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2023.12.07 Level Forecast and Ice Formation Monitoring

The current level of Lake of the Woods is 322.66 m (1058.6 ft), a 30th percentile level for this time of year. The average lake level declined by 1.5 cm (0.5 in) over the past week and is expected to decline by up to 1.5 cm (0.5 in) over the next week. Lake of the Woods authorized outflow is increasing to 300 m3/s today, December 7.

This flow increase will cause levels on the Winnipeg River to rise by approximately 5 cm (2 in) downstream of the Norman Dam, 2 cm (1 in) at the Dalles and will cause very little level change at Minaki.

The current level of Lac Seul is 355.81 m (1167.3 ft), a 20th percentile level for this time of year. The lake level declined by 9 cm (3 in) over the past week and is expected to decrease by 7 cm (2.5 in) over the next week. Lac Seul authorized outflow is 325 m3/s with no changes scheduled at this time.

With the official start of winter a couple weeks away, the Lake of the Woods Secretariat has been monitoring the formation of ice on the major lakes and rivers in the Winnipeg River basin. We use observations from webcams or field visits to monitor ice formation. There is also a special tool on NASA’s Earth Observing Satellites, Terra and Aqua, that allows us to monitor ice over the entire Winnipeg River basin. The Moderate Resolution Imaging Spectroradiometer (MODIS) is a sensor on board both of these satellites that creates images of the earth’s surface. When skies are clear and there are no clouds blocking the view, the images of the Winnipeg River basin are extraordinary!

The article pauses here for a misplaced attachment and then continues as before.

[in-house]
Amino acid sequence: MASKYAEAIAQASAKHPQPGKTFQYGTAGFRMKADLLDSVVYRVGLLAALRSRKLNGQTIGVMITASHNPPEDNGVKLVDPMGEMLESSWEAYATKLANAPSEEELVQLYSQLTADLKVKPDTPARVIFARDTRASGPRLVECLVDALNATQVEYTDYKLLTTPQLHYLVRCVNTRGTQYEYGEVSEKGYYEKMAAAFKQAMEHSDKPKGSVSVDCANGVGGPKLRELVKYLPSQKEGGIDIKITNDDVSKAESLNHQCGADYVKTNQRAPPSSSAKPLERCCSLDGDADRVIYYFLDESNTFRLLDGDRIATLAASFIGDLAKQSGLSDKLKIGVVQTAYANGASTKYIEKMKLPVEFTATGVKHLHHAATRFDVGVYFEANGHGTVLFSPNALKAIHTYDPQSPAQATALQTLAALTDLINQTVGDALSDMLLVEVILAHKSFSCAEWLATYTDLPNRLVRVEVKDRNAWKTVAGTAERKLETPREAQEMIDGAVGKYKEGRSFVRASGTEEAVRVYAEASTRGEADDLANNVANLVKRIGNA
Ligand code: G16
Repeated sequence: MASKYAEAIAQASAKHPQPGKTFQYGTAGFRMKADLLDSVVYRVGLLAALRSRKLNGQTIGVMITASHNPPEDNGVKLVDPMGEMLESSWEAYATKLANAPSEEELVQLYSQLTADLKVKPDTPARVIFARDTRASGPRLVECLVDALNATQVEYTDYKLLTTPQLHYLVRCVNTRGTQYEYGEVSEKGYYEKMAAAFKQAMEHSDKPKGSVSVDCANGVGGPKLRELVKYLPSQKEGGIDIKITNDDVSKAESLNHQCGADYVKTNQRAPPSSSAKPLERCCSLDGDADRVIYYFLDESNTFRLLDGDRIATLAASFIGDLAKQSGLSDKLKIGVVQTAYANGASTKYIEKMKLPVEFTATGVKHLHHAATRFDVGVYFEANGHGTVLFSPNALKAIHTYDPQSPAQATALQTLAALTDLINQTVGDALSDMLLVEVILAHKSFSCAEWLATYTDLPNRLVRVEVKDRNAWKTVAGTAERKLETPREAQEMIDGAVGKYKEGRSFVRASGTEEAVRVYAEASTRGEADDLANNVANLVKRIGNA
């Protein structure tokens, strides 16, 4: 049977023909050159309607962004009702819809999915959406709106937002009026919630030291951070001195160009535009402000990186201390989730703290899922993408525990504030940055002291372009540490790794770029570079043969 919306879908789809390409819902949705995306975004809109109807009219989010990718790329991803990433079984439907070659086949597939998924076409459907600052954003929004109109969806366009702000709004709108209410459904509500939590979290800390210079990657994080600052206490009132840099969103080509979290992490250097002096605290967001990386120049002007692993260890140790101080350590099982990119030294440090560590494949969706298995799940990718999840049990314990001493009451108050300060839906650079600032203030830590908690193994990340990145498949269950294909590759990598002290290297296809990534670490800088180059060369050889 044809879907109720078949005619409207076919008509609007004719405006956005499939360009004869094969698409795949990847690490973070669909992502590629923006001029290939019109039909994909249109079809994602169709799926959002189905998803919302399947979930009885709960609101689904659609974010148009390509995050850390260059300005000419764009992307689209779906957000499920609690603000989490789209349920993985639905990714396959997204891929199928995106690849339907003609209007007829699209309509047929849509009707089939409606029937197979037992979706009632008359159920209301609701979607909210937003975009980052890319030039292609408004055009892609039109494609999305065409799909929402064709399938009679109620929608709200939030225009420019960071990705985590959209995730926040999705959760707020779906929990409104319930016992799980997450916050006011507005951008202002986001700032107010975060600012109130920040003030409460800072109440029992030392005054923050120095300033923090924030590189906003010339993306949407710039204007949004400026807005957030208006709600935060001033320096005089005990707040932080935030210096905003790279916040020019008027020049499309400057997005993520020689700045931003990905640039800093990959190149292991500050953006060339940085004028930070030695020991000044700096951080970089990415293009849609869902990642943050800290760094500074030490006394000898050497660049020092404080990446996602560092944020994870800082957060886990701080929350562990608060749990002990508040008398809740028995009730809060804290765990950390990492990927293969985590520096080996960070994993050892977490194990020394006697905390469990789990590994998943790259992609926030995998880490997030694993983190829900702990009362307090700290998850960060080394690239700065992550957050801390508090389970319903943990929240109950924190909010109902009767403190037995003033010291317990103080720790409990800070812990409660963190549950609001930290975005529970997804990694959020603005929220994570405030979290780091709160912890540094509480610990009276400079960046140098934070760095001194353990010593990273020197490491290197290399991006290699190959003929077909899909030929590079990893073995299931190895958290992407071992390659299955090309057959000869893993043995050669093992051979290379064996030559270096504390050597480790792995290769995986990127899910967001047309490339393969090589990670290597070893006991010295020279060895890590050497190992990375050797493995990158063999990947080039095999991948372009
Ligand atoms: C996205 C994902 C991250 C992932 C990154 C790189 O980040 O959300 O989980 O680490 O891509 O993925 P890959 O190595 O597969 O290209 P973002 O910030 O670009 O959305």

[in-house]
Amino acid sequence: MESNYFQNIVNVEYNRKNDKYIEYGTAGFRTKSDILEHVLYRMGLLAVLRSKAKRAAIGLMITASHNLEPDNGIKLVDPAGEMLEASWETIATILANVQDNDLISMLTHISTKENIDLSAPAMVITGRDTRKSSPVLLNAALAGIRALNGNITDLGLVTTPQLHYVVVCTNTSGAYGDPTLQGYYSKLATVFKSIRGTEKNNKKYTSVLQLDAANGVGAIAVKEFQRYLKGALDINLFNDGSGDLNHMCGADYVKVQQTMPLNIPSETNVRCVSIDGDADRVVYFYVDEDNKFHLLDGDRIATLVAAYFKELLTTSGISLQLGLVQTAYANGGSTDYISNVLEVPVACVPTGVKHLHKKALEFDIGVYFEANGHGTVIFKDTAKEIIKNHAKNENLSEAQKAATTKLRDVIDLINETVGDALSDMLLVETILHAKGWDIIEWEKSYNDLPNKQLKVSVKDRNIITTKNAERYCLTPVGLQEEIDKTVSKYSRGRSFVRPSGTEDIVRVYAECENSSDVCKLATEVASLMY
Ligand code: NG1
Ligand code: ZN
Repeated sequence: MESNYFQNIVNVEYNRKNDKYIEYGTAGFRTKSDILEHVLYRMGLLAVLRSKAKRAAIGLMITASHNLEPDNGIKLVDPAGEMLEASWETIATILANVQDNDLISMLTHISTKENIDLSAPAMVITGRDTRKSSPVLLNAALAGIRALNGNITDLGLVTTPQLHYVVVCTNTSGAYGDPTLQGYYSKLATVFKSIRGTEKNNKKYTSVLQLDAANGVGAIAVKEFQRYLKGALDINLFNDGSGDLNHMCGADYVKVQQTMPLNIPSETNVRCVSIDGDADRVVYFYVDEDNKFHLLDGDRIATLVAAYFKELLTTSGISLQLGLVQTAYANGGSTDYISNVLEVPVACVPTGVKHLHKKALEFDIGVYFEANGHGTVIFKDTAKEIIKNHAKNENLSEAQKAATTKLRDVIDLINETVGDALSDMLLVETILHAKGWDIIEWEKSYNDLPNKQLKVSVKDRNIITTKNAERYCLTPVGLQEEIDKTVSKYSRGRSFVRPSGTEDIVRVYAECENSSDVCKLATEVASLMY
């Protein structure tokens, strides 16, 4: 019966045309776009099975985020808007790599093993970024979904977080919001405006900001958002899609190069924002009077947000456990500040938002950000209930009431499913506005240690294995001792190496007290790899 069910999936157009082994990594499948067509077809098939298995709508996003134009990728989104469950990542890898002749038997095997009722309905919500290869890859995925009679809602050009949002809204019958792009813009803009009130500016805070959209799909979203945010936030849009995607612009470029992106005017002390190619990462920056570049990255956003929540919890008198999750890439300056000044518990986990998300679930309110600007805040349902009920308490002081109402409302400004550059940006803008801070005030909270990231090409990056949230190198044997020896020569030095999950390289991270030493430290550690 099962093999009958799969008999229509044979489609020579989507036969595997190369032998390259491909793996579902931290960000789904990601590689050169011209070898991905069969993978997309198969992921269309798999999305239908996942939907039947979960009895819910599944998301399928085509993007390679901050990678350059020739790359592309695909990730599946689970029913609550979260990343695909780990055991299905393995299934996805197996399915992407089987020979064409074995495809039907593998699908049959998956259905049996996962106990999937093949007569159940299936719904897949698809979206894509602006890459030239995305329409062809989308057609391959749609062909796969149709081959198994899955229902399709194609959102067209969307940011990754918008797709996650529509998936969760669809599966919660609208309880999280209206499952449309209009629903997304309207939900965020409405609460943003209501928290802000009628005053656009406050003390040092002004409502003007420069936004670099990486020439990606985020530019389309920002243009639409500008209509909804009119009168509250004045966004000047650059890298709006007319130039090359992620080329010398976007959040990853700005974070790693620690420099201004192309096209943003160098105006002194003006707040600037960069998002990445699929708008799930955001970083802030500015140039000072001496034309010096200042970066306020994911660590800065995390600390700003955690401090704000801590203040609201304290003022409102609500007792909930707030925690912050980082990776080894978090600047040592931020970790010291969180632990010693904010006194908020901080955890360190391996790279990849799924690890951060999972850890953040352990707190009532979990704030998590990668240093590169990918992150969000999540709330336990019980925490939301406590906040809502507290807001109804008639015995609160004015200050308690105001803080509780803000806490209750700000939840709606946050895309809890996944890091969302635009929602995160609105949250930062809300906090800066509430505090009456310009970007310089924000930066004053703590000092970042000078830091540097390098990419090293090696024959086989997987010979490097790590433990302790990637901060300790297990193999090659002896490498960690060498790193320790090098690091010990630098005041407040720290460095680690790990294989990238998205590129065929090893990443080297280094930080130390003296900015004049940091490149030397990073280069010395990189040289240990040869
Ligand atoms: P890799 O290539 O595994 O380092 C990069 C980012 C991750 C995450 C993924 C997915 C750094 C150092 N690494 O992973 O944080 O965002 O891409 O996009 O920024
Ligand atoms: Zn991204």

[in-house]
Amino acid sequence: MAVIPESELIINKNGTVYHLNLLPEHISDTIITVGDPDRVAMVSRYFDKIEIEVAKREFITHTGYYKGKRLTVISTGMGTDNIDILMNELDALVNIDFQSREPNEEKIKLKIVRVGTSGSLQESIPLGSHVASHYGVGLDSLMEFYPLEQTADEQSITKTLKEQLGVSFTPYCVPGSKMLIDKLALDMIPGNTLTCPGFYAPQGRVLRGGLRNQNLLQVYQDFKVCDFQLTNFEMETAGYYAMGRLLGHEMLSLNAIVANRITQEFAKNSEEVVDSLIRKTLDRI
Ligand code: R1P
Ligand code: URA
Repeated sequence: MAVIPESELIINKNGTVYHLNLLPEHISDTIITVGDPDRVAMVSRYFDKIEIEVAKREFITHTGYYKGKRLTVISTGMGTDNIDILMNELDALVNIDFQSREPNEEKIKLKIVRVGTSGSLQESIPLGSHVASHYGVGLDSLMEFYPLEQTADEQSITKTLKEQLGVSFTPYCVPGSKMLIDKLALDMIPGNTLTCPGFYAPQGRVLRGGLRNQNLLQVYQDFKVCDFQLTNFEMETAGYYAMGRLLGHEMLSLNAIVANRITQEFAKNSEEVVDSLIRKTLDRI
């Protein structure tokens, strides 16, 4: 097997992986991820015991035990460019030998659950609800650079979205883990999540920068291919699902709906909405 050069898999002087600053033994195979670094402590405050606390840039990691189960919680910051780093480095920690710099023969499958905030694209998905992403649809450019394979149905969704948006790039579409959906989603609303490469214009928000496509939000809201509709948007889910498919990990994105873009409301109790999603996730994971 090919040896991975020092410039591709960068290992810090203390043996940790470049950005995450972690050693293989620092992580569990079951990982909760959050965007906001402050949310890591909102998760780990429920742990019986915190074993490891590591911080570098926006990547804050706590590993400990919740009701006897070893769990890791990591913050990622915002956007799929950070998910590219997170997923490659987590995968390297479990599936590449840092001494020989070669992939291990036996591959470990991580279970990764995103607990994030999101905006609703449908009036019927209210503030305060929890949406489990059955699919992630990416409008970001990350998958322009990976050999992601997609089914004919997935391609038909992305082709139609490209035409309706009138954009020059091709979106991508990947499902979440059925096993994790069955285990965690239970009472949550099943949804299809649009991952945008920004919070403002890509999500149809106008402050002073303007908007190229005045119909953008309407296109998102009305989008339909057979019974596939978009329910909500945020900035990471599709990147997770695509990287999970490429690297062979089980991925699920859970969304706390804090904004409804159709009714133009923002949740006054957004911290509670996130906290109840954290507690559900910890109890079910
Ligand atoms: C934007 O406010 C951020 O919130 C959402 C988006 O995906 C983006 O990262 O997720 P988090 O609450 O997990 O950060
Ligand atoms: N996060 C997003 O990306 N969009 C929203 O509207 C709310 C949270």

The image below on the left is from December 3d when there was a good view of Lake of the Woods. The image on the right is the same but shown in “false colour”, meaning different bands of the satellite signal were used to colour the image. In this image, ice and snow show up as a bright aqua blue colour, allowing us to see the ice forming over Lake of the Woods and all the other small lakes in the Winnipeg River basin.

Knowing when lakes and rivers have frozen over is useful for a variety of reasons. For example, to avoid damage to docks and ensure safe (and stable) ice conditions on the Winnipeg River, outflow increases from Lake of the Woods are kept at a minimum once a stable ice cover is in place. Ice also has an impact on water level and flow measurements. On lakes that are frozen over, the water surface no longer shifts due to wind setup and waves and becomes very smooth. This has happened at the gauges around Lake of the Woods in the last week and is evident in the Lake of the Woods level graph shown below. It can also be more difficult to estimate the flow of water under ice, and therefore the flow data for certain rivers may be less accurate and gets flagged in our data graphs by a pink line.